Try not to fall asleep. Roles and responsibilities and discussion of operations can sound like a real snooze. But, stick with me here. You'll find that by having clear processes, the team will excel.
What I find interesting is the investigation of why a team is not performing rarely begins by inspecting process and procedure. Rather, it often goes down like this...
Teams come to me with a request to help them manage conflict. In fact, it is most often a request to deliver training to teach people to resolve conflict (and with that is a belief that training will solve the problem).
More often, the teamwork problem has to do with unclear roles and processes which cause stress. The team’s response to stress causes them to speak and interact with each other unproductively which results in conflict.
If we correct the operational problems and clarify roles and processes, stress is reduced, and people behave better. Alas, no conflict to be resolved. If we try to remedy a situation like this with training, we waste everyone’s time.
This week’s post is all about the 3rd Essential Component to High Performing Teams: Clear Roles and Processes.
We previously covered Communication, specifically asking questions and listening. These behaviors being the bedrock of fostering a psychologically safe team. Then, we addressed Goals and how setting a clear direction for the team enables performance.
Now, it is all about operations. It doesn’t matter if a team has great communication and perfect goals, if their operations are garbage, their performance will be too.
This post addresses the importance of being “Captain Obvious” and will provide a handy process to clarify how a team solves problems.
Be Captain Obvious
I worked with a small team in a hospital clinic that set a performance goal around customer service and greeting patients. They wanted to create a warm and welcoming environment to patients and families since people sometimes feel fear or anxiety when visiting the doctor. This team was committed to greeting patients with a warm “Hello. Welcome. How can I help you today?” within 10 seconds of the patient’s arrival. The team agreed to this particular greeting (and the tone that can’t quite be conveyed in writing) and the timing of it. They were excited to move forward with executing on this goal.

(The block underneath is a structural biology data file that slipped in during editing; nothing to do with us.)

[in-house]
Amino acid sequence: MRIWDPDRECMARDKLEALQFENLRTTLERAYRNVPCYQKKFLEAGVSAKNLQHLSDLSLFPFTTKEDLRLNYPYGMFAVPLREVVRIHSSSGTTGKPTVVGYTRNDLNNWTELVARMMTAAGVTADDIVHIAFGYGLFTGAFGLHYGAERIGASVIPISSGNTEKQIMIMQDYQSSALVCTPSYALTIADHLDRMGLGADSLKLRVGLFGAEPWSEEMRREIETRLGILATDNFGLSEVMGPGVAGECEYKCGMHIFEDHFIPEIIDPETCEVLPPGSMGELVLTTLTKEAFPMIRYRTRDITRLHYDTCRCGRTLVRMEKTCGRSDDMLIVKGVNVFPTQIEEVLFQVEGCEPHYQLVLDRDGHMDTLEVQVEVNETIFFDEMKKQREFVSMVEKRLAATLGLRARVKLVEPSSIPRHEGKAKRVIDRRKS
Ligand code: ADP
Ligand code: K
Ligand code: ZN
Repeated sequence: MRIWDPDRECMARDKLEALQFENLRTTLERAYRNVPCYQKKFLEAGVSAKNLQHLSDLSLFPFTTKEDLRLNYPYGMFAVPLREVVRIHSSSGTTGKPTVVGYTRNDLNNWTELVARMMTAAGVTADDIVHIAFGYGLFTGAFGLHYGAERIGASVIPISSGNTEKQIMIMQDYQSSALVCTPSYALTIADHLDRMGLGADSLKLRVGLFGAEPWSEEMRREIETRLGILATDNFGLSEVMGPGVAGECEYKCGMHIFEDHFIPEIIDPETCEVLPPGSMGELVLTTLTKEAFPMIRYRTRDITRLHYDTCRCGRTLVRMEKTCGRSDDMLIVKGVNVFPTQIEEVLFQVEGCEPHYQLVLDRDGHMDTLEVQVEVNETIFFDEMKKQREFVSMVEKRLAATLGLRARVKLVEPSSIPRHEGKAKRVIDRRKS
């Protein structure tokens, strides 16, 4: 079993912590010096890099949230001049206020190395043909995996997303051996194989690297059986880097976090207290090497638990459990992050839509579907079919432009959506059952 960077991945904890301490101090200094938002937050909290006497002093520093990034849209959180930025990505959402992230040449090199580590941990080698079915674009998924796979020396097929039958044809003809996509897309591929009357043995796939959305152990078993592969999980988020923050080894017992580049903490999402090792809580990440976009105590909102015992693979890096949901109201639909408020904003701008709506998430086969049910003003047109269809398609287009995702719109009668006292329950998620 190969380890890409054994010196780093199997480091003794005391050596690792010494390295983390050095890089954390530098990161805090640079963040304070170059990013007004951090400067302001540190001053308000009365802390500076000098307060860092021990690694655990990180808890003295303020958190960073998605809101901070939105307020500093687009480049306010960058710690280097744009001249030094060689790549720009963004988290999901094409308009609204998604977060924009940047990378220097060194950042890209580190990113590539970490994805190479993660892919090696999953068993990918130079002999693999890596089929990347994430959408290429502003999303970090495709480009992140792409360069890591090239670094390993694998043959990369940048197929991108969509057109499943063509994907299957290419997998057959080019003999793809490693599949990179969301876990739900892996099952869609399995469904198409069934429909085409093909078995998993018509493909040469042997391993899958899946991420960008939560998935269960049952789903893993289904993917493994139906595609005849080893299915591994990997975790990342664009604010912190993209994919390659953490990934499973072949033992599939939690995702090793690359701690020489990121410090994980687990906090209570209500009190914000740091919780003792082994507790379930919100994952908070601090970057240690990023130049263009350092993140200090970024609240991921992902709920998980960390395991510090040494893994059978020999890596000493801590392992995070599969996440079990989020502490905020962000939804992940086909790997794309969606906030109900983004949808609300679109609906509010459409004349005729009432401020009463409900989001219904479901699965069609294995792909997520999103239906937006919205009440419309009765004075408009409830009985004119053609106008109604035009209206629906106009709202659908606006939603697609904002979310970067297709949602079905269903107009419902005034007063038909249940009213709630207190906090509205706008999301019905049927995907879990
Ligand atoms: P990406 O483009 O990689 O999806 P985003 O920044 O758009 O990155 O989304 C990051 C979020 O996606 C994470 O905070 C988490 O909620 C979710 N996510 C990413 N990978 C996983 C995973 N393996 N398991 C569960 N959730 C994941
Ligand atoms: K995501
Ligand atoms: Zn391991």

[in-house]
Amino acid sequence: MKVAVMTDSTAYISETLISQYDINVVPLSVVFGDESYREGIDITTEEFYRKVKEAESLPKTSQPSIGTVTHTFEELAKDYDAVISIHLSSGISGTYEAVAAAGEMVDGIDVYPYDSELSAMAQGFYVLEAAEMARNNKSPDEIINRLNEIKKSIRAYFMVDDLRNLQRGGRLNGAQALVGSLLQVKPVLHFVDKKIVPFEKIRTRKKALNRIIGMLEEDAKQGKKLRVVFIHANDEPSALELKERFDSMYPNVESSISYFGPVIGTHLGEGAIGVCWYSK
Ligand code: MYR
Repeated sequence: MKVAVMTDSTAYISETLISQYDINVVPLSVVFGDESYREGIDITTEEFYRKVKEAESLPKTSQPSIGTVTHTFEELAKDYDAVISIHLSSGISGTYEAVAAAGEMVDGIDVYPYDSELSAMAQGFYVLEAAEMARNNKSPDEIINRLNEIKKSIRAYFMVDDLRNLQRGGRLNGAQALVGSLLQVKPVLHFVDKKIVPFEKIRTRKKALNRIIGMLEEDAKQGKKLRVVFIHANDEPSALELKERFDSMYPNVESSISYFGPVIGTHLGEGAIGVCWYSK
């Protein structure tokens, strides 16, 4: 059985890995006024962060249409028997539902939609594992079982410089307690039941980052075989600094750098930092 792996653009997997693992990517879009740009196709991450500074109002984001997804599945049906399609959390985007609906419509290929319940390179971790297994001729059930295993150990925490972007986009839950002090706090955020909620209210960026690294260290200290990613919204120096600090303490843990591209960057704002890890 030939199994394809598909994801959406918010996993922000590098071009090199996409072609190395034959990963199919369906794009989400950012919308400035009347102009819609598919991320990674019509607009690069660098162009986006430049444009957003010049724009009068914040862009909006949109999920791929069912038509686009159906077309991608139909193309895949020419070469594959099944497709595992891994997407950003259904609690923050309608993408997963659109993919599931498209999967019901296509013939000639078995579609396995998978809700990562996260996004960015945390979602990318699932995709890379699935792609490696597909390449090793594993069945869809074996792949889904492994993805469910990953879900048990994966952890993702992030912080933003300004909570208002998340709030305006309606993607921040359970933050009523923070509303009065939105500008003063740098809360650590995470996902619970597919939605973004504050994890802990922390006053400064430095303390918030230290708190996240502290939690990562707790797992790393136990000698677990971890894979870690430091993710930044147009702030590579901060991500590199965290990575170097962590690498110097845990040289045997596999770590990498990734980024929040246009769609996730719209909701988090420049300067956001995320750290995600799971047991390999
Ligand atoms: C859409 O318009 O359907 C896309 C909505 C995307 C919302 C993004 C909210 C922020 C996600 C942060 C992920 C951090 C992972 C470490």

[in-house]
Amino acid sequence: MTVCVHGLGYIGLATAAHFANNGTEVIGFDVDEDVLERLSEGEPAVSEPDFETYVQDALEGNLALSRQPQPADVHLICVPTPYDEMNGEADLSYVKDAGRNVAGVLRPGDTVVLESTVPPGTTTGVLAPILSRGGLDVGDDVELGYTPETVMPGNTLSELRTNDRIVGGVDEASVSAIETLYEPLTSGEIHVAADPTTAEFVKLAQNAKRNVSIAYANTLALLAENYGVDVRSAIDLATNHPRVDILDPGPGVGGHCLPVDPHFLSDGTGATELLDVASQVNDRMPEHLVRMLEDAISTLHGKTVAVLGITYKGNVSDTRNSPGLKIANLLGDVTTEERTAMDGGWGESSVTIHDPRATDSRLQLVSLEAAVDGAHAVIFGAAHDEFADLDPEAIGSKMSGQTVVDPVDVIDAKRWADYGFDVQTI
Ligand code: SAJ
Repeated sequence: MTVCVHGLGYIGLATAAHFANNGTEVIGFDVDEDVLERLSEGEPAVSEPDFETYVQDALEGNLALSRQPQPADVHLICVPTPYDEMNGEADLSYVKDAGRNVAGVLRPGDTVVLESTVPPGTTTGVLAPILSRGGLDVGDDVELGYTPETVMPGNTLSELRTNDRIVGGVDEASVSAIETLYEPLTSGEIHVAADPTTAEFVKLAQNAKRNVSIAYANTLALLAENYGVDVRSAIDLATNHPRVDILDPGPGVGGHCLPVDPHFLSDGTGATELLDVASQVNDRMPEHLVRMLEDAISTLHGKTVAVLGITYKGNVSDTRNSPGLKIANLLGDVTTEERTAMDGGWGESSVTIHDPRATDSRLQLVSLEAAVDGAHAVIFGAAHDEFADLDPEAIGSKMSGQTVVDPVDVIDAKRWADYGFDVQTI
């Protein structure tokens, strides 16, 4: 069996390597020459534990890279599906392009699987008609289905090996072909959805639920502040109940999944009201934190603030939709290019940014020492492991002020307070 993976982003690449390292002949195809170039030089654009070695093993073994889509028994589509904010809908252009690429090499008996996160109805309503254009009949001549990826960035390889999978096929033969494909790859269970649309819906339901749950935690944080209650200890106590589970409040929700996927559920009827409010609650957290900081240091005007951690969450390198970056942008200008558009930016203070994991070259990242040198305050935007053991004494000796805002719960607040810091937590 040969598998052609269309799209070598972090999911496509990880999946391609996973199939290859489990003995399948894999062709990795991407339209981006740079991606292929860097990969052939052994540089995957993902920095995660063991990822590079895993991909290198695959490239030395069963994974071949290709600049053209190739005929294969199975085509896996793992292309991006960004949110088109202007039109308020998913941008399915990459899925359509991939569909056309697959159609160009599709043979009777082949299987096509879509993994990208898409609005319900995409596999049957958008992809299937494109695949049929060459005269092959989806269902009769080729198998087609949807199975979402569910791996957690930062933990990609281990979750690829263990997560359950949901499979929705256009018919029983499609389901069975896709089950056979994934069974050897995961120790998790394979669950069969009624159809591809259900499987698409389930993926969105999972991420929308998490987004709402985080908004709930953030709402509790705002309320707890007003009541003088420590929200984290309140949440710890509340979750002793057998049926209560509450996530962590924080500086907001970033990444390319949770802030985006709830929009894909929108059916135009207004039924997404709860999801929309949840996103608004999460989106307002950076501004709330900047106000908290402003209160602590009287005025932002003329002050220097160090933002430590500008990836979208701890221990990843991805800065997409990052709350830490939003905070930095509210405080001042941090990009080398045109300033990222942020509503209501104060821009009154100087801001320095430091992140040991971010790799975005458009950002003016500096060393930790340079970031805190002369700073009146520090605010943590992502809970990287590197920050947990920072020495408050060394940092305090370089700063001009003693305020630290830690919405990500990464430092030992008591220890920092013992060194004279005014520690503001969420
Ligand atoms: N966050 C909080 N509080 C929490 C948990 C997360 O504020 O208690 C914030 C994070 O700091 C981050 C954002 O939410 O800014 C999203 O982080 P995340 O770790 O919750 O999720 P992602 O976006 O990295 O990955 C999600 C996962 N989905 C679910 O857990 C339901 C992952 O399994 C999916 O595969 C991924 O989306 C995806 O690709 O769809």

After two weeks, a satisfaction survey came back with low scores in service. The comment on the survey stated the patient stood in the office lobby with her elderly mother for at least 3 minutes before the two people behind the desk noticed her. She stated she had to cough to get their attention.
The manager was stunned. What happened?
After reviewing what was going on at the front desk that week, the root of the issue became clear. When defining this goal, they had not determined what would happen when there are two or more people at the front desk working on a project.
Neither employee greeted the patient in these circumstances. Each employee thought the other would and this left the patient ignored upon arrival.
If we were the manager of the hospital clinic team, it would be easy to feel annoyed.
One could say “It’s clear! Just greet the patient.” But when it comes to roles and responsibilities, being obvious becomes very important to consistent execution.
There are many leaders who resist this and say “Just get it done. It doesn’t matter who does it.” Yet, taking the important time to clarify who does what when, will not only provide certainty for the team but also yield a consistent result.
Be Captain Obvious. Get really clear on who does what when. Some leaders fear it will sound insulting to get to that level of detail and if that is the case, be transparent. For example, “Hey. I don’t want to sound insulting, I just want to make sure we are all on the same page. Who exactly will execute the weekly report and how will we know that work was performed?”